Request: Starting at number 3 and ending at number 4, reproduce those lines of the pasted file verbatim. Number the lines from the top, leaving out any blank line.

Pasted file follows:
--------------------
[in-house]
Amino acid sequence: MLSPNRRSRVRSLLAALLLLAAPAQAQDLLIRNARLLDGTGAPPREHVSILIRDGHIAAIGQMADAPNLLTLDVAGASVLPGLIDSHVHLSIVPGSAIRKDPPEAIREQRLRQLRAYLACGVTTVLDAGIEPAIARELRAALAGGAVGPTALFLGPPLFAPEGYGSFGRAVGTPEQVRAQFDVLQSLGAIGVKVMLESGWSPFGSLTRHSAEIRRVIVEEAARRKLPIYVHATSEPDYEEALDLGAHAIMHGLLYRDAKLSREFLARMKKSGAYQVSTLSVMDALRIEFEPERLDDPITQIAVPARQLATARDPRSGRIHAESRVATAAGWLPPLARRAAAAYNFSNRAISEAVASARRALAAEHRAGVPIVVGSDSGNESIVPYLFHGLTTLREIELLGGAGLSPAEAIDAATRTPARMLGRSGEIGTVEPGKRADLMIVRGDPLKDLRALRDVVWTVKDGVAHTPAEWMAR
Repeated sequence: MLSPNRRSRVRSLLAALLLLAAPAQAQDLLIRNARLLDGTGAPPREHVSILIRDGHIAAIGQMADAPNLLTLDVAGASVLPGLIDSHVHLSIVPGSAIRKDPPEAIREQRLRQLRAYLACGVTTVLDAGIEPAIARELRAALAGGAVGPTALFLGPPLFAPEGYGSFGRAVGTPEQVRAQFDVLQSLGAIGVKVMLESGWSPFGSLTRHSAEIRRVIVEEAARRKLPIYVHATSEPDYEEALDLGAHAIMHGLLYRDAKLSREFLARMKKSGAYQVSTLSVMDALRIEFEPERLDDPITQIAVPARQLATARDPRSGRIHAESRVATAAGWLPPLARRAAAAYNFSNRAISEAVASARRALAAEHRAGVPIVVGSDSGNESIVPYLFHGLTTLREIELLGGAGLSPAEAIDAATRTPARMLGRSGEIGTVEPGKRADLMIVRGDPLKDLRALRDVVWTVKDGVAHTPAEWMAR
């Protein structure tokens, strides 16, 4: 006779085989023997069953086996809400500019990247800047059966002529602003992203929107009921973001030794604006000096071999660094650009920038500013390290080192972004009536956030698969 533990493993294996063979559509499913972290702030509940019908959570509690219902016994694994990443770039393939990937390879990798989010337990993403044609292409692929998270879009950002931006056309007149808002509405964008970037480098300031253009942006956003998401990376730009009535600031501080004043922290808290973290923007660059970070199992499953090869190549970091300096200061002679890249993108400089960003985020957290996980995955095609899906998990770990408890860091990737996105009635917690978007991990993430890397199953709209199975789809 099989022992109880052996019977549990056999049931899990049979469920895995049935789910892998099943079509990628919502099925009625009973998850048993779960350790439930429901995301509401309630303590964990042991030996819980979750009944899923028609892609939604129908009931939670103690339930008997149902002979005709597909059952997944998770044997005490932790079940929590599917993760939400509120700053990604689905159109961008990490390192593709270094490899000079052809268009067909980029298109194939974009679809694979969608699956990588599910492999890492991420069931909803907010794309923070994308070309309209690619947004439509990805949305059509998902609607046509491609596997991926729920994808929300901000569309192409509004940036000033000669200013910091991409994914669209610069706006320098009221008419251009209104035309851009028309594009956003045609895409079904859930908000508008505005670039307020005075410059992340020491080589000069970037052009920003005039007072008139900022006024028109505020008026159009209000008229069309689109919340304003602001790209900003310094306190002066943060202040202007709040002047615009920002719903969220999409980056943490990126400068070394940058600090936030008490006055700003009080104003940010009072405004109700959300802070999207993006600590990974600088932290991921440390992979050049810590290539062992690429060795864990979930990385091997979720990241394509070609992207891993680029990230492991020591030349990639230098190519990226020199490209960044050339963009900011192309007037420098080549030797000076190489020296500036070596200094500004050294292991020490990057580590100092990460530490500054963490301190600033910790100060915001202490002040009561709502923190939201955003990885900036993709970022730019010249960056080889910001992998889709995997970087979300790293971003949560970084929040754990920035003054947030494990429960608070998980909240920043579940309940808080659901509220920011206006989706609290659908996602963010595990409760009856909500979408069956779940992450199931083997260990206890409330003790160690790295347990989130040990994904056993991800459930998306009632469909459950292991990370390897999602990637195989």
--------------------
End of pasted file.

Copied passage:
Repeated sequence: MLSPNRRSRVRSLLAALLLLAAPAQAQDLLIRNARLLDGTGAPPREHVSILIRDGHIAAIGQMADAPNLLTLDVAGASVLPGLIDSHVHLSIVPGSAIRKDPPEAIREQRLRQLRAYLACGVTTVLDAGIEPAIARELRAALAGGAVGPTALFLGPPLFAPEGYGSFGRAVGTPEQVRAQFDVLQSLGAIGVKVMLESGWSPFGSLTRHSAEIRRVIVEEAARRKLPIYVHATSEPDYEEALDLGAHAIMHGLLYRDAKLSREFLARMKKSGAYQVSTLSVMDALRIEFEPERLDDPITQIAVPARQLATARDPRSGRIHAESRVATAAGWLPPLARRAAAAYNFSNRAISEAVASARRALAAEHRAGVPIVVGSDSGNESIVPYLFHGLTTLREIELLGGAGLSPAEAIDAATRTPARMLGRSGEIGTVEPGKRADLMIVRGDPLKDLRALRDVVWTVKDGVAHTPAEWMAR
């Protein structure tokens, strides 16, 4: 006779085989023997069953086996809400500019990247800047059966002529602003992203929107009921973001030794604006000096071999660094650009920038500013390290080192972004009536956030698969 533990493993294996063979559509499913972290702030509940019908959570509690219902016994694994990443770039393939990937390879990798989010337990993403044609292409692929998270879009950002931006056309007149808002509405964008970037480098300031253009942006956003998401990376730009009535600031501080004043922290808290973290923007660059970070199992499953090869190549970091300096200061002679890249993108400089960003985020957290996980995955095609899906998990770990408890860091990737996105009635917690978007991990993430890397199953709209199975789809 099989022992109880052996019977549990056999049931899990049979469920895995049935789910892998099943079509990628919502099925009625009973998850048993779960350790439930429901995301509401309630303590964990042991030996819980979750009944899923028609892609939604129908009931939670103690339930008997149902002979005709597909059952997944998770044997005490932790079940929590599917993760939400509120700053990604689905159109961008990490390192593709270094490899000079052809268009067909980029298109194939974009679809694979969608699956990588599910492999890492991420069931909803907010794309923070994308070309309209690619947004439509990805949305059509998902609607046509491609596997991926729920994808929300901000569309192409509004940036000033000669200013910091991409994914669209610069706006320098009221008419251009209104035309851009028309594009956003045609895409079904859930908000508008505005670039307020005075410059992340020491080589000069970037052009920003005039007072008139900022006024028109505020008026159009209000008229069309689109919340304003602001790209900003310094306190002066943060202040202007709040002047615009920002719903969220999409980056943490990126400068070394940058600090936030008490006055700003009080104003940010009072405004109700959300802070999207993006600590990974600088932290991921440390992979050049810590290539062992690429060795864990979930990385091997979720990241394509070609992207891993680029990230492991020591030349990639230098190519990226020199490209960044050339963009900011192309007037420098080549030797000076190489020296500036070596200094500004050294292991020490990057580590100092990460530490500054963490301190600033910790100060915001202490002040009561709502923190939201955003990885900036993709970022730019010249960056080889910001992998889709995997970087979300790293971003949560970084929040754990920035003054947030494990429960608070998980909240920043579940309940808080659901509220920011206006989706609290659908996602963010595990409760009856909500979408069956779940992450199931083997260990206890409330003790160690790295347990989130040990994904056993991800459930998306009632469909459950292991990370390897999602990637195989």